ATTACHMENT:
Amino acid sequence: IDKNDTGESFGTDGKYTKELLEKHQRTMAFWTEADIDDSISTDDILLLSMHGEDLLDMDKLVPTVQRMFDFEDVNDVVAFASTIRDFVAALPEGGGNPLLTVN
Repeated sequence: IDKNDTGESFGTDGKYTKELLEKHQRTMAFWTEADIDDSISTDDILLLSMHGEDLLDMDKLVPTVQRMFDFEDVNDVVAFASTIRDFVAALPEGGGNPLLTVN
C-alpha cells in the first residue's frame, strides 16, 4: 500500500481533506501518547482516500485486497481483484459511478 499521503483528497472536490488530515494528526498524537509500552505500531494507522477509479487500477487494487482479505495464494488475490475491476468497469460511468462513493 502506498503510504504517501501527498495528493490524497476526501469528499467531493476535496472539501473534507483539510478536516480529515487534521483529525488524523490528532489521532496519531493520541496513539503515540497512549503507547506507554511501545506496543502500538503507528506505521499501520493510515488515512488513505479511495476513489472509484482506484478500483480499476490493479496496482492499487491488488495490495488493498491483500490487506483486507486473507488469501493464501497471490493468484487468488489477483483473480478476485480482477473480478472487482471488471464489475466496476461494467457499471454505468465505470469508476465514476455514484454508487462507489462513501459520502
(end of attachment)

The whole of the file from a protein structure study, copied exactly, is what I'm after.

Amino acid sequence: IDKNDTGESFGTDGKYTKELLEKHQRTMAFWTEADIDDSISTDDILLLSMHGEDLLDMDKLVPTVQRMFDFEDVNDVVAFASTIRDFVAALPEGGGNPLLTVN
Repeated sequence: IDKNDTGESFGTDGKYTKELLEKHQRTMAFWTEADIDDSISTDDILLLSMHGEDLLDMDKLVPTVQRMFDFEDVNDVVAFASTIRDFVAALPEGGGNPLLTVN
C-alpha cells in the first residue's frame, strides 16, 4: 500500500481533506501518547482516500485486497481483484459511478 499521503483528497472536490488530515494528526498524537509500552505500531494507522477509479487500477487494487482479505495464494488475490475491476468497469460511468462513493 502506498503510504504517501501527498495528493490524497476526501469528499467531493476535496472539501473534507483539510478536516480529515487534521483529525488524523490528532489521532496519531493520541496513539503515540497512549503507547506507554511501545506496543502500538503507528506505521499501520493510515488515512488513505479511495476513489472509484482506484478500483480499476490493479496496482492499487491488488495490495488493498491483500490487506483486507486473507488469501493464501497471490493468484487468488489477483483473480478476485480482477473480478472487482471488471464489475466496476461494467457499471454505468465505470469508476465514476455514484454508487462507489462513501459520502